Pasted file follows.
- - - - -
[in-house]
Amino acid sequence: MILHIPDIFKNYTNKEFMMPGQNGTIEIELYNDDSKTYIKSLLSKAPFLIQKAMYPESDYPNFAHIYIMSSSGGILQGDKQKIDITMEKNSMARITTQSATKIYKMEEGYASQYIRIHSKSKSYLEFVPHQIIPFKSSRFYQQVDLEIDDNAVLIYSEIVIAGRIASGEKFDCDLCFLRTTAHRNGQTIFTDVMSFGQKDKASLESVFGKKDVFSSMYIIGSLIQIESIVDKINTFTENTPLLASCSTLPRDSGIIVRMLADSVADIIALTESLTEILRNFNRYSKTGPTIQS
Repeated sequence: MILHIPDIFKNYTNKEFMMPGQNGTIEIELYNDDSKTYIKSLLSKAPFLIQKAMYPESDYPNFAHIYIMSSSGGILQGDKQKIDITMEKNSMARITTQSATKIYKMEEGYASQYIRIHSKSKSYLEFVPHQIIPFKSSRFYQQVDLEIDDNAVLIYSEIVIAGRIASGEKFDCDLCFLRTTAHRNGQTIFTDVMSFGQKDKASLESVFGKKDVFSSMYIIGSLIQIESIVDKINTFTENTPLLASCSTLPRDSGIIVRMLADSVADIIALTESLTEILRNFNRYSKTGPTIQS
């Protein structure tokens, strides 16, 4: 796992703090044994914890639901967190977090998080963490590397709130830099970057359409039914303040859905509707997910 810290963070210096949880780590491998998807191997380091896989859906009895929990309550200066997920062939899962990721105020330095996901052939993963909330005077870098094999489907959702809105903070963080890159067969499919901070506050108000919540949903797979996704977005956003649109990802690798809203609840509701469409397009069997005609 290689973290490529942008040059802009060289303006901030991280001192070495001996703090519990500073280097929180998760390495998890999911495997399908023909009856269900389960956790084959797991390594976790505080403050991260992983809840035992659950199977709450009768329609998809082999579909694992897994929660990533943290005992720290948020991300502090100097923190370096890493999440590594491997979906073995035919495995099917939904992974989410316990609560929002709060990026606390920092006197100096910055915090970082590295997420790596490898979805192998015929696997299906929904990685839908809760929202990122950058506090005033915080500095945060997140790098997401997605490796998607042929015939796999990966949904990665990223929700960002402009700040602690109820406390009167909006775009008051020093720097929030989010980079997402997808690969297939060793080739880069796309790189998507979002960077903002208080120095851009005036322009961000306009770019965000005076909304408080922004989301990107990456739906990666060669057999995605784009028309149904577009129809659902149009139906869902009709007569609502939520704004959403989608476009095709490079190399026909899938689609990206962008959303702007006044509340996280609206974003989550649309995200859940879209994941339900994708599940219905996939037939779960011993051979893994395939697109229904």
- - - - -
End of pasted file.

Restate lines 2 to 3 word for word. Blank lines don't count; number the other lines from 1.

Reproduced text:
Amino acid sequence: MILHIPDIFKNYTNKEFMMPGQNGTIEIELYNDDSKTYIKSLLSKAPFLIQKAMYPESDYPNFAHIYIMSSSGGILQGDKQKIDITMEKNSMARITTQSATKIYKMEEGYASQYIRIHSKSKSYLEFVPHQIIPFKSSRFYQQVDLEIDDNAVLIYSEIVIAGRIASGEKFDCDLCFLRTTAHRNGQTIFTDVMSFGQKDKASLESVFGKKDVFSSMYIIGSLIQIESIVDKINTFTENTPLLASCSTLPRDSGIIVRMLADSVADIIALTESLTEILRNFNRYSKTGPTIQS
Repeated sequence: MILHIPDIFKNYTNKEFMMPGQNGTIEIELYNDDSKTYIKSLLSKAPFLIQKAMYPESDYPNFAHIYIMSSSGGILQGDKQKIDITMEKNSMARITTQSATKIYKMEEGYASQYIRIHSKSKSYLEFVPHQIIPFKSSRFYQQVDLEIDDNAVLIYSEIVIAGRIASGEKFDCDLCFLRTTAHRNGQTIFTDVMSFGQKDKASLESVFGKKDVFSSMYIIGSLIQIESIVDKINTFTENTPLLASCSTLPRDSGIIVRMLADSVADIIALTESLTEILRNFNRYSKTGPTIQS